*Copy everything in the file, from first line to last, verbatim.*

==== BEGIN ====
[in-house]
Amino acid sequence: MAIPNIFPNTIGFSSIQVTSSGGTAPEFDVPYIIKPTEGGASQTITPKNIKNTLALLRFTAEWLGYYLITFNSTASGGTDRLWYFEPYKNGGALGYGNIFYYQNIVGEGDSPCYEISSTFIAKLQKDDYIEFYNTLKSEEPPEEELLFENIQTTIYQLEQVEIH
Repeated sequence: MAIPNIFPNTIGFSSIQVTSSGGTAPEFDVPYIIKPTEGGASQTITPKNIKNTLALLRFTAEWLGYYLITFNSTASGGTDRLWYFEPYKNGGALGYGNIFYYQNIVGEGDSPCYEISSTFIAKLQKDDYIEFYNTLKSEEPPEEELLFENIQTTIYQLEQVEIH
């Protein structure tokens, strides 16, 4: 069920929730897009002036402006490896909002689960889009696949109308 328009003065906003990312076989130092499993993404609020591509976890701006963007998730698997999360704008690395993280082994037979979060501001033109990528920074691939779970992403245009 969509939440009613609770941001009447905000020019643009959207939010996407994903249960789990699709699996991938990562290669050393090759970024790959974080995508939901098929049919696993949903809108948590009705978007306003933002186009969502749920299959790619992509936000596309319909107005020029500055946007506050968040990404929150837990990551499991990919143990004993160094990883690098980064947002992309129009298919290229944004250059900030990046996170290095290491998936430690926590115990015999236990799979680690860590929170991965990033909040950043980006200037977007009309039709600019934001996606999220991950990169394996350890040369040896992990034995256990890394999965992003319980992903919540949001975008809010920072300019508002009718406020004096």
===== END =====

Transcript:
[in-house]
Amino acid sequence: MAIPNIFPNTIGFSSIQVTSSGGTAPEFDVPYIIKPTEGGASQTITPKNIKNTLALLRFTAEWLGYYLITFNSTASGGTDRLWYFEPYKNGGALGYGNIFYYQNIVGEGDSPCYEISSTFIAKLQKDDYIEFYNTLKSEEPPEEELLFENIQTTIYQLEQVEIH
Repeated sequence: MAIPNIFPNTIGFSSIQVTSSGGTAPEFDVPYIIKPTEGGASQTITPKNIKNTLALLRFTAEWLGYYLITFNSTASGGTDRLWYFEPYKNGGALGYGNIFYYQNIVGEGDSPCYEISSTFIAKLQKDDYIEFYNTLKSEEPPEEELLFENIQTTIYQLEQVEIH
């Protein structure tokens, strides 16, 4: 069920929730897009002036402006490896909002689960889009696949109308 328009003065906003990312076989130092499993993404609020591509976890701006963007998730698997999360704008690395993280082994037979979060501001033109990528920074691939779970992403245009 969509939440009613609770941001009447905000020019643009959207939010996407994903249960789990699709699996991938990562290669050393090759970024790959974080995508939901098929049919696993949903809108948590009705978007306003933002186009969502749920299959790619992509936000596309319909107005020029500055946007506050968040990404929150837990990551499991990919143990004993160094990883690098980064947002992309129009298919290229944004250059900030990046996170290095290491998936430690926590115990015999236990799979680690860590929170991965990033909040950043980006200037977007009309039709600019934001996606999220991950990169394996350890040369040896992990034995256990890394999965992003319980992903919540949001975008809010920072300019508002009718406020004096």